We really should hang out sometime

Technological advances allow society to keep pace with one another. Technology also gives people more options to ignore one another. When you are ignored technologically it seems easy to make excuses for the other party. Here are pointers that allow you to keep your dignity when using technology to communicate with others.

Cellular phones make it easy to rattle your number off when someone suggests you "call them sometime." You eagerly type the number of the other party in your phone. How many times have you given your number to someone and never received a call back? After a couple of days, you text them and have a quick exchange. Afterwards, they will "get back to you." You never hear anything else. You were given a pity number. After you contact someone, give them an opportunity to make contact with you. If you hear nothing else from them, make no more attempts at contact. Do not appear to beg for the attention of that person. No matter how busy a person is, if they want to communicate with you they will make time.

E-mail is a fast, convenient method of communication. Modern cell phones are configured to receive mail from major carriers including Yahoo and G-Mail. After e-mailing someone if you do not hear back after a couple of days, drop one more line. If you never receive acknowledgment of your correspondence, do not sweat it. The days are gone when it was necessary for a person to retrieve mail from their home computer. You are being ignored.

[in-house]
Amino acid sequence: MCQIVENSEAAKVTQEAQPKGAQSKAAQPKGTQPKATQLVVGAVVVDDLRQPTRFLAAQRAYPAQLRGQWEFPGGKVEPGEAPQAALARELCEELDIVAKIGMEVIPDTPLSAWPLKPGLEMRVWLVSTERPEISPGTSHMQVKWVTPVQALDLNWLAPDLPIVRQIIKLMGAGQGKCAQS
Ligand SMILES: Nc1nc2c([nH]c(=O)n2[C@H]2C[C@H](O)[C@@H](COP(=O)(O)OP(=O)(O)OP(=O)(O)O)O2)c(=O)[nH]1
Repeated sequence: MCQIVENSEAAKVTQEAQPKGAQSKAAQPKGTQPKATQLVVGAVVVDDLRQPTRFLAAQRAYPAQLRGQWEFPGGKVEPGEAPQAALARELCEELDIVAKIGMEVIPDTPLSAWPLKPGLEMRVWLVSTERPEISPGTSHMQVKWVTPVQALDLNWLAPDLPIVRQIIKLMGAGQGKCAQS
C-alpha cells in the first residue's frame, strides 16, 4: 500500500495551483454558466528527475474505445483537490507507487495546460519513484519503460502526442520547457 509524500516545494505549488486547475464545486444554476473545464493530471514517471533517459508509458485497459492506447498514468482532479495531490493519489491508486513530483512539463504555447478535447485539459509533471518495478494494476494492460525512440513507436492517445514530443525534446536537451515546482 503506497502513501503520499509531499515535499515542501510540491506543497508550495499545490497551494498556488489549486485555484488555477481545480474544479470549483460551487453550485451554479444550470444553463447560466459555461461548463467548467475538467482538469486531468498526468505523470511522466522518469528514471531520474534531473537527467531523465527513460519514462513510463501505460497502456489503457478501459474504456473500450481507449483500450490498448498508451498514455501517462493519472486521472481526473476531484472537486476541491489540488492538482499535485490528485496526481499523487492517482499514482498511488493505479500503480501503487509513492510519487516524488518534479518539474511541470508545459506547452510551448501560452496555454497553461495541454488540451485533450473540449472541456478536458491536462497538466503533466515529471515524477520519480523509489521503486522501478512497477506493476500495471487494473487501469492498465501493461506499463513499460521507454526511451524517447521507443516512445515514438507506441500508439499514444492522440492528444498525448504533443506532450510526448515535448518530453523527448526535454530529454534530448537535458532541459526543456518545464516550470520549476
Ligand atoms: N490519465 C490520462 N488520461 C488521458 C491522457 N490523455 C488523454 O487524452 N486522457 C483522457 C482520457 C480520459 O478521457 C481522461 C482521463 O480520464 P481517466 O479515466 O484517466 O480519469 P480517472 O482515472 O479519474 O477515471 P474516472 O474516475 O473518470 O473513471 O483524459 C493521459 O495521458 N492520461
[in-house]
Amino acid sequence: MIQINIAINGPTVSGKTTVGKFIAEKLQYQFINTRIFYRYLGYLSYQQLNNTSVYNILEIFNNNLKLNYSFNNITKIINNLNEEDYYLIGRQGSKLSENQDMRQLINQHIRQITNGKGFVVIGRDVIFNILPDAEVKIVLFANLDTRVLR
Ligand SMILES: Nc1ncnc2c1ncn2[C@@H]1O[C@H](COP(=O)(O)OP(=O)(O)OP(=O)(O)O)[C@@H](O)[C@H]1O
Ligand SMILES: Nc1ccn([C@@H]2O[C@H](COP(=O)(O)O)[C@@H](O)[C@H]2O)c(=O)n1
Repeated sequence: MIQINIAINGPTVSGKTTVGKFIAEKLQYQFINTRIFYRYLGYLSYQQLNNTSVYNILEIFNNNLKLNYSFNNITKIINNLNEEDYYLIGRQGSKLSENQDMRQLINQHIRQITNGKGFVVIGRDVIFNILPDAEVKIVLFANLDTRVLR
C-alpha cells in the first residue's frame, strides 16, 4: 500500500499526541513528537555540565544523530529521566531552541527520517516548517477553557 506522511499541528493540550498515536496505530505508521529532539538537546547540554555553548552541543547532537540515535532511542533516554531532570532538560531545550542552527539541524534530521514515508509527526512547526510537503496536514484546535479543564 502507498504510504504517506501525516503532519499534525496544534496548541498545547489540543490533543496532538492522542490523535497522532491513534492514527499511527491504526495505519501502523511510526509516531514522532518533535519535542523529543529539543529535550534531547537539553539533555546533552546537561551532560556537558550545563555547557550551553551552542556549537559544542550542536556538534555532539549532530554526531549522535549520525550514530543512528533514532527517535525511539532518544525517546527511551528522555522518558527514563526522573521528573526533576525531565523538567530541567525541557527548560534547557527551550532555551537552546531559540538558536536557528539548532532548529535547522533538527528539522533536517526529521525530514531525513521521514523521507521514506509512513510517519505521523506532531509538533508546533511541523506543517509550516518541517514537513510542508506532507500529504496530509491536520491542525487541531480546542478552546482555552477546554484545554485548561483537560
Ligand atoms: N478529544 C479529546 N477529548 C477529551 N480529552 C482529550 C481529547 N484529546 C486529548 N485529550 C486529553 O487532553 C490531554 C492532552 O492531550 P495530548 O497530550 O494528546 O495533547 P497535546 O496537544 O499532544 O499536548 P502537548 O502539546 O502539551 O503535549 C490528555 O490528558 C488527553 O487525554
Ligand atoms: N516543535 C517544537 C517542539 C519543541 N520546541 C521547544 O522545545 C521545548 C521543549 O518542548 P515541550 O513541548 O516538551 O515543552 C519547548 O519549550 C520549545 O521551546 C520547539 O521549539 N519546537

Social networking sites allow people to find others they lost contact with decades ago. It is thrilling to be added to the "buddy" or "friends" list of a prior acquaintance or ex. If you post comments and send them messages and never receive responses-you are being ignored. You are not a social priority. Do not keep sending messages. Do not send messages to the other person asking why because it makes you look needy.

When contacting others, think about the impression you are making. Are you always initiating contact? Are you getting a response? Is the response you receive encouraging conversation? Or is it curt and polite? When the answers are not those you want to hear, do not make excuses and do not send angry messages. Just cut ties. Asking questions of yourself and answering them truthfully allow you to figure out if this person really wants communication. Once that is established you can walk away with your dignity and find others who are worthy of your time.